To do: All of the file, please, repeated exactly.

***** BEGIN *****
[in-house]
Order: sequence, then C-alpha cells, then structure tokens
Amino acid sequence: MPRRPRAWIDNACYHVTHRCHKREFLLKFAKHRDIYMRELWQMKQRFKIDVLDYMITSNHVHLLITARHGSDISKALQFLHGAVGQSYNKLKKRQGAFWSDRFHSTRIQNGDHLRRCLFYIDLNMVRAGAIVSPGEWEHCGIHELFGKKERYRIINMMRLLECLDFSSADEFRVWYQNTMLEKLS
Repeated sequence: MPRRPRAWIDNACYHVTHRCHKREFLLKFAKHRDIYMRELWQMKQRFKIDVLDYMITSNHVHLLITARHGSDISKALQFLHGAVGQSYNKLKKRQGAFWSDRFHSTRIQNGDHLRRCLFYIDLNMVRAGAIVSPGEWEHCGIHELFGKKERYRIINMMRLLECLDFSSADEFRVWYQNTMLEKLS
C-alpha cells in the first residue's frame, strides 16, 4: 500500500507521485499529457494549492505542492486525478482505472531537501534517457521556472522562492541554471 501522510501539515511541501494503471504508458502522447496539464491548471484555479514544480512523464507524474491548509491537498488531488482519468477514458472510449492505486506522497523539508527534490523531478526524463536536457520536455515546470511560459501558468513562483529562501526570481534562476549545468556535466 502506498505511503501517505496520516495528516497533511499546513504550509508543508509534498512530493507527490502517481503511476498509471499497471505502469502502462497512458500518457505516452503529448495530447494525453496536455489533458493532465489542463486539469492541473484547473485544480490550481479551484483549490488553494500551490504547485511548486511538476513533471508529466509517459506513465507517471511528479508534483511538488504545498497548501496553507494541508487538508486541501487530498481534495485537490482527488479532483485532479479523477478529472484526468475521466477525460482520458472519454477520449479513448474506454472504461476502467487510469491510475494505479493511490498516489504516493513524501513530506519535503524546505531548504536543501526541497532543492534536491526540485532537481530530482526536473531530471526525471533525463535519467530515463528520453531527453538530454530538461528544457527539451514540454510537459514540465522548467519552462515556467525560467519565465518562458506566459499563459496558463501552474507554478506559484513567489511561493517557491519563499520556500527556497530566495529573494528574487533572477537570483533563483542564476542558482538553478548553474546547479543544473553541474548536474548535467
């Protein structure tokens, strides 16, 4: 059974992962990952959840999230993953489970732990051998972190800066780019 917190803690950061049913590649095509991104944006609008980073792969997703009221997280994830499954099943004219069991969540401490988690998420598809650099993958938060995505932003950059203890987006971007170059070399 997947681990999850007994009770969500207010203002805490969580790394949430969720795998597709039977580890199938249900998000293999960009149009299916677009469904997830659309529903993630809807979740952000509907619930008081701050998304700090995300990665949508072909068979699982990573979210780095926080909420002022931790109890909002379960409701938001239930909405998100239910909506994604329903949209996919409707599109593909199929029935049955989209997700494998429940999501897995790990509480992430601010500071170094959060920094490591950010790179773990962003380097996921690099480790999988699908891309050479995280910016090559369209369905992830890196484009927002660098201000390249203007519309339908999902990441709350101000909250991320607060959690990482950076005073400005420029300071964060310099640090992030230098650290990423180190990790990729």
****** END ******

[in-house]
Order: sequence, then C-alpha cells, then structure tokens
Amino acid sequence: MPRRPRAWIDNACYHVTHRCHKREFLLKFAKHRDIYMRELWQMKQRFKIDVLDYMITSNHVHLLITARHGSDISKALQFLHGAVGQSYNKLKKRQGAFWSDRFHSTRIQNGDHLRRCLFYIDLNMVRAGAIVSPGEWEHCGIHELFGKKERYRIINMMRLLECLDFSSADEFRVWYQNTMLEKLS
Repeated sequence: MPRRPRAWIDNACYHVTHRCHKREFLLKFAKHRDIYMRELWQMKQRFKIDVLDYMITSNHVHLLITARHGSDISKALQFLHGAVGQSYNKLKKRQGAFWSDRFHSTRIQNGDHLRRCLFYIDLNMVRAGAIVSPGEWEHCGIHELFGKKERYRIINMMRLLECLDFSSADEFRVWYQNTMLEKLS
C-alpha cells in the first residue's frame, strides 16, 4: 500500500507521485499529457494549492505542492486525478482505472531537501534517457521556472522562492541554471 501522510501539515511541501494503471504508458502522447496539464491548471484555479514544480512523464507524474491548509491537498488531488482519468477514458472510449492505486506522497523539508527534490523531478526524463536536457520536455515546470511560459501558468513562483529562501526570481534562476549545468556535466 502506498505511503501517505496520516495528516497533511499546513504550509508543508509534498512530493507527490502517481503511476498509471499497471505502469502502462497512458500518457505516452503529448495530447494525453496536455489533458493532465489542463486539469492541473484547473485544480490550481479551484483549490488553494500551490504547485511548486511538476513533471508529466509517459506513465507517471511528479508534483511538488504545498497548501496553507494541508487538508486541501487530498481534495485537490482527488479532483485532479479523477478529472484526468475521466477525460482520458472519454477520449479513448474506454472504461476502467487510469491510475494505479493511490498516489504516493513524501513530506519535503524546505531548504536543501526541497532543492534536491526540485532537481530530482526536473531530471526525471533525463535519467530515463528520453531527453538530454530538461528544457527539451514540454510537459514540465522548467519552462515556467525560467519565465518562458506566459499563459496558463501552474507554478506559484513567489511561493517557491519563499520556500527556497530566495529573494528574487533572477537570483533563483542564476542558482538553478548553474546547479543544473553541474548536474548535467
């Protein structure tokens, strides 16, 4: 059974992962990952959840999230993953489970732990051998972190800066780019 917190803690950061049913590649095509991104944006609008980073792969997703009221997280994830499954099943004219069991969540401490988690998420598809650099993958938060995505932003950059203890987006971007170059070399 997947681990999850007994009770969500207010203002805490969580790394949430969720795998597709039977580890199938249900998000293999960009149009299916677009469904997830659309529903993630809807979740952000509907619930008081701050998304700090995300990665949508072909068979699982990573979210780095926080909420002022931790109890909002379960409701938001239930909405998100239910909506994604329903949209996919409707599109593909199929029935049955989209997700494998429940999501897995790990509480992430601010500071170094959060920094490591950010790179773990962003380097996921690099480790999988699908891309050479995280910016090559369209369905992830890196484009927002660098201000390249203007519309339908999902990441709350101000909250991320607060959690990482950076005073400005420029300071964060310099640090992030230098650290990423180190990790990729």